The existence of rock paintings which depict dances that existed in 5000 BC was known earlier, historian and District Chief Educational Officer N Arulmurugan said.
The paintings, made with red colour painting material, were found during a study of the Fort by a team of historians, including himsef, he told reporters.
"The rock paintings at the Fort reflect the pre-historic character of the district... They are older than the murals of Sithannavasal, painted between 7th and 9th AD," he said.
The painting on one side of the cap shaped rock near the entrance of the fort had faded. But on the other side one can see row of paintings including one depicting man and a woman lying down in reclining posture.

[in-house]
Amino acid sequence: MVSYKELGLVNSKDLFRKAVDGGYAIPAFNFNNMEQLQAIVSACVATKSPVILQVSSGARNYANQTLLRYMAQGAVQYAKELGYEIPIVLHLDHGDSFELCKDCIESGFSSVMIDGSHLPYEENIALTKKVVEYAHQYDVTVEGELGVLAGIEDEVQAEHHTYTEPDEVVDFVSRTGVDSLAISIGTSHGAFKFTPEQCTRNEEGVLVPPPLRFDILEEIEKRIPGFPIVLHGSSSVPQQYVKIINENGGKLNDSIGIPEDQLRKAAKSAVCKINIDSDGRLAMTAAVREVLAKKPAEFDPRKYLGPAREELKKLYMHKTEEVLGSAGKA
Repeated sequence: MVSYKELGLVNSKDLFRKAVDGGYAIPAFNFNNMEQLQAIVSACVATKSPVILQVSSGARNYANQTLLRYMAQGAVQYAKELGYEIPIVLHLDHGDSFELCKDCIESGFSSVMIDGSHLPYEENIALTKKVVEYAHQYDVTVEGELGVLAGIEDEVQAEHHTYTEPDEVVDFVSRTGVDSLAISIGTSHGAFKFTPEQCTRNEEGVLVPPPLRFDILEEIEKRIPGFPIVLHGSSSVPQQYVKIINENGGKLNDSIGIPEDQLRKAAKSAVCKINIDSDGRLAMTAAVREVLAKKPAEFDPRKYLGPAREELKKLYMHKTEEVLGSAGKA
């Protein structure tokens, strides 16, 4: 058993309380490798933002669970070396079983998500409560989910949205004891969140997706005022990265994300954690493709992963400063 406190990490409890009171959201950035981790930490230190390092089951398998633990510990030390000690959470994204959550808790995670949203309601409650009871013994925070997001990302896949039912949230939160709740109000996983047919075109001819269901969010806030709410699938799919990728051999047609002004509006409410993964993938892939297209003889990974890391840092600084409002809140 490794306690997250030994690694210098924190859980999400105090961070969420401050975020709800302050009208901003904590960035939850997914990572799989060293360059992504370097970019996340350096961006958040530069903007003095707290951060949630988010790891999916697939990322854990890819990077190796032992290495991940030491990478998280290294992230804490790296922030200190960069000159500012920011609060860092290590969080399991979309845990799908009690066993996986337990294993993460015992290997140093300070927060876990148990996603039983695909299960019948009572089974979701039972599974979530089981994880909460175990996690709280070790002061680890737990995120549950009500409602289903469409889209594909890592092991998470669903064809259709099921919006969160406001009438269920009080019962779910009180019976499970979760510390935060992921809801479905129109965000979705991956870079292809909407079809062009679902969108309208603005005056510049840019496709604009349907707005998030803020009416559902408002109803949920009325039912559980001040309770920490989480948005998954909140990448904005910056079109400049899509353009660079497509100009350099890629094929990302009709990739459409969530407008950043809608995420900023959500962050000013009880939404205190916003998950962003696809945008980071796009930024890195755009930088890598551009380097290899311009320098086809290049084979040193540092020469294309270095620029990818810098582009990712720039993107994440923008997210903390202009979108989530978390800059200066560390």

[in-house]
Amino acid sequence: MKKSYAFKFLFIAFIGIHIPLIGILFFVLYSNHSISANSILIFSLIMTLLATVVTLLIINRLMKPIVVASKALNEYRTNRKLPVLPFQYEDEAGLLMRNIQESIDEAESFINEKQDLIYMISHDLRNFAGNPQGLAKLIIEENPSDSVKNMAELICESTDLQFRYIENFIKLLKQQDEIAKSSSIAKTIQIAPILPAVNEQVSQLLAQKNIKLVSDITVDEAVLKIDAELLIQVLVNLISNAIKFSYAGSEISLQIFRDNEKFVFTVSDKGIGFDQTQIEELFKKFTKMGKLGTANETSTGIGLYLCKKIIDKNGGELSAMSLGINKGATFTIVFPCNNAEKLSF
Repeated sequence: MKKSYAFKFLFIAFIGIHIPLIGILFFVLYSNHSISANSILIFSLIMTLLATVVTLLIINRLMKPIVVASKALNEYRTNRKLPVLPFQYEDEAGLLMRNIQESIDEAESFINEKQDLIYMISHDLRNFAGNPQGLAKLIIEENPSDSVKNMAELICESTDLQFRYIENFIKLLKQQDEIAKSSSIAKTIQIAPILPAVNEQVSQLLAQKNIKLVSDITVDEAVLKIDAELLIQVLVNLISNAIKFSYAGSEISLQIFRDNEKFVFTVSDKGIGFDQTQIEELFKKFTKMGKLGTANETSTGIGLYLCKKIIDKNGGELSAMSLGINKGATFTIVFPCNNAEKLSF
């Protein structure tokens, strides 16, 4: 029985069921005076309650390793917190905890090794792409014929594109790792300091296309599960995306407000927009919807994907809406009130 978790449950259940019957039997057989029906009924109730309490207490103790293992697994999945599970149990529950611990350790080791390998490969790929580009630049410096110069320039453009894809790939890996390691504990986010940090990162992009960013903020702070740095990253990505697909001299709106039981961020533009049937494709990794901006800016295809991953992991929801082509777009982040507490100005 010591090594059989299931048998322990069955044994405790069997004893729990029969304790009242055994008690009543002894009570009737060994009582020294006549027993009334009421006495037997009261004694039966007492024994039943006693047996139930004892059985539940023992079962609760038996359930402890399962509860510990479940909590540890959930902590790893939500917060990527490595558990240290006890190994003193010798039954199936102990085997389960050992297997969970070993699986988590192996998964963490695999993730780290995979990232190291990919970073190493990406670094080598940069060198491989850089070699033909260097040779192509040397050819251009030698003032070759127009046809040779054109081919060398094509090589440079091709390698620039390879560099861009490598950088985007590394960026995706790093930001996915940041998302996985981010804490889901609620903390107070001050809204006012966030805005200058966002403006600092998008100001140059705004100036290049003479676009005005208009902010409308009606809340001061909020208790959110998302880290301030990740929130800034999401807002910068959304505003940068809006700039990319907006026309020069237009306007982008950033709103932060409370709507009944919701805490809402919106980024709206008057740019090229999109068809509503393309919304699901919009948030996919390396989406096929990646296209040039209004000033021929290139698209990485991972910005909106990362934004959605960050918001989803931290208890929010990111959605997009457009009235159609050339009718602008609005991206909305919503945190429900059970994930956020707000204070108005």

Another painting is a dance programme wherein a couple are playing some musical instruments and another couple dancing holding their hands. This type of dance was mentioned in ancient Tamil literature 'Tolkapiam' as "Undattu" (a dance), he said adding a spectator, probably the queen or the chief of the area, had been separately drawn in a big size.
On the northern side of rock also many images had been painted. One of them showed several men following a woman in a queue.
Paintings had also been found on the roof of the cave between the Shiva and Vishnu temples in the fort. Some paintings show about the use of animals as a mode of transport and use of weapons made from rock for hunting animals.
Arulmurugan urged the archaeological department to protect the paintings.
The district was one of home of pre-historic man. A very large number of burial sites have been found.
In and around Pudukkottai, there are many vestiges of the oldest habitations of man and some of the lithic records known in the south.